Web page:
On arrival in Britain, they were imprisoned, but Jean and others made it clear that they wanted to fight with the Allies and were sent to London. Once there, Jean joined up with General Charles de Gaulle’s Free French forces in the struggle to free occupied France.
By coincidence, he also met the captain of the MINERVE, which had limped across the Channel on one engine. Jean rejoined the crew of the newly repaired sub, which operated out of Dundee.
For the remainder of the war, he fought alongside men of six other nationalities at the HMS Ambrose submarine base in Dundee, from which the 2nd and 9th flotillas operated. He served on patrols in the North Sea, most escorting convoys in case they were intercepted by German battleships, and saw action around the Norwegian coast.
In April 1941, on a mission to sink a cargo ship in Norway’s fjords, Jean and his crewmates almost met with disaster. A 7,000-tonne tanker carrying aviation fuel appeared in front of the forward tubes. He fired on command, sending torpedoes smashing into its hull, sinking the vessel.
Unfortunately, the resulting explosion exposed the sub’s conning tower, which displayed the tri- colore. The tanker had an escort of three German gunboats and the submarine immediately came under heavy fire. Shells hit the hull, but they managed to dive again beneath the ship they had sent down. The MINERVE landed on the bottom and lay trapped on the seabed at 120ft for 22 hours, unable to resurface.
Conditions were terrible and the air in the submarine almost ran out, with even the rats in the bilge deserting their stations. Jean suggested connecting the compressed air from the torpedo tanks to the main tanks might be enough to raise them from the sea bed. It worked. This shot the submarine to the surface like a cork out of a bottle and by luck it was at night so they managed to limp home to Dundee on the remaining damaged engine.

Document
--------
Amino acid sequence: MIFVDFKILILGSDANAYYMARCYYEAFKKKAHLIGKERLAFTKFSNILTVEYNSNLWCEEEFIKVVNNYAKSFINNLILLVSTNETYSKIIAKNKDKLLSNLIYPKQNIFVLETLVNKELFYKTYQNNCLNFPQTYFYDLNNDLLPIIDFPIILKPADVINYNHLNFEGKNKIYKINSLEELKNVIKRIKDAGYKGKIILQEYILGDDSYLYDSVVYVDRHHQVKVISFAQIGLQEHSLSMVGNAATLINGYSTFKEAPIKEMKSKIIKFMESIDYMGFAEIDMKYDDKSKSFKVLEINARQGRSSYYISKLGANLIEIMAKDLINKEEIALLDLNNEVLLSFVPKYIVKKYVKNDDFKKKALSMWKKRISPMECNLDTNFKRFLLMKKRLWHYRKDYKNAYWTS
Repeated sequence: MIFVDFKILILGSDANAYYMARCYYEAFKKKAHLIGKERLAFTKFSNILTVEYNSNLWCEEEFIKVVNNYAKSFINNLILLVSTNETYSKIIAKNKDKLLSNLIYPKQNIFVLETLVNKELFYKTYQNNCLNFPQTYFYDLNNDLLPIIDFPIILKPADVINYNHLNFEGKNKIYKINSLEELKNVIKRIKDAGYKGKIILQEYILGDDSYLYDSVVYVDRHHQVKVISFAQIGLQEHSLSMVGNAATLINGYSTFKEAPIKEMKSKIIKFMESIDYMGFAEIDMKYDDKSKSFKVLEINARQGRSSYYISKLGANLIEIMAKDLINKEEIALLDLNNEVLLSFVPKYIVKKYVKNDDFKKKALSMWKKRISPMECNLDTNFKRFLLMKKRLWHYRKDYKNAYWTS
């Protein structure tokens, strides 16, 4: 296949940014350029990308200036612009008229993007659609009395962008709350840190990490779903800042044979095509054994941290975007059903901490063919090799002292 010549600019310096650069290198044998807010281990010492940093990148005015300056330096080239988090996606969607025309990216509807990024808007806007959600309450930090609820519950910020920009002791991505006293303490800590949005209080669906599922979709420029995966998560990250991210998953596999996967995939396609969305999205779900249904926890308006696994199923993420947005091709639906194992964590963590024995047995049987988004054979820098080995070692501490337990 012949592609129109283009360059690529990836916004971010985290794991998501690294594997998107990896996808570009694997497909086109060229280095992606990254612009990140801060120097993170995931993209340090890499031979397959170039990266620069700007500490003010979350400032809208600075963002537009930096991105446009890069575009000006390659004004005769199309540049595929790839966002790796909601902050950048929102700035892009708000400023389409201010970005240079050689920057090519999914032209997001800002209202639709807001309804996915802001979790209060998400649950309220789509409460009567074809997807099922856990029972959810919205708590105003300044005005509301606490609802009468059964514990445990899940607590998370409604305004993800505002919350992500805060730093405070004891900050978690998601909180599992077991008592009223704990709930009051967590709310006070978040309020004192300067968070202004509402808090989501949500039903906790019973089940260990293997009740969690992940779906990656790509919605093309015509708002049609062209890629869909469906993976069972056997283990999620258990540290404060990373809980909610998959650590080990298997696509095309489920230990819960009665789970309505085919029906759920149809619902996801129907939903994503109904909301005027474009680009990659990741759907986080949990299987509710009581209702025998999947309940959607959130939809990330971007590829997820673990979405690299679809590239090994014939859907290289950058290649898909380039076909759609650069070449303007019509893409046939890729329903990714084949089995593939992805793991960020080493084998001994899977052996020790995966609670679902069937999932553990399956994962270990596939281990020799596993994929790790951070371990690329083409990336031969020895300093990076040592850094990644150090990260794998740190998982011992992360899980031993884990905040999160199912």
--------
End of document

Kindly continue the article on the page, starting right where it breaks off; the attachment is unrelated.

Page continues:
After the war MINERVE ran aground while under tow on Chesil Beach, Portland Bill (off Weymouth in the English Channel) and sank in position 50°31’01N 02°27’06W and lies badly broken up in 10 meters of water.
She was wrecked on 19th September, 1945 after the towing hawser parted.
Friendly Attack on MINERVE: (www.hmswensleydale.co.uk)
MINERVE was attacked by a Coastal Command Liberator, piloted by Mick Ensor (see Ensor’s Endeavour) on 10.10.43. The rocket attack left two crew dead. I have notes from public records office and photocopied photographs. The attack took place about 300 miles west of Brest. MINERVE was on the surface repairing a diesel engine when attacked
“10 October was Mikes seventy-sixth operation, it had already lasted for over fifteen hours when he spotted a submarine on the surface about 300 miles west of Brest. His Liberator was fitted with HVAR rockets  carried on mounts affixed to either side of the fuselage just below the cockpit.
The submarine was the MINERVE, off course and therefore not reported as being in the area. He fired eight of the 25 lb solid head rockets hitting the submarine at least twice. He then decided to depth charge his victim but reported later that fortunately he had observed large letter on the side of the conning tower which he thought read P 35 (in fact P26) which he had never seen on a U-boat. The MINERVE had set off a recognition flare in the conning tower but the colour was not seen only the smoke and that was thought to be from the rocket damage. See photograph.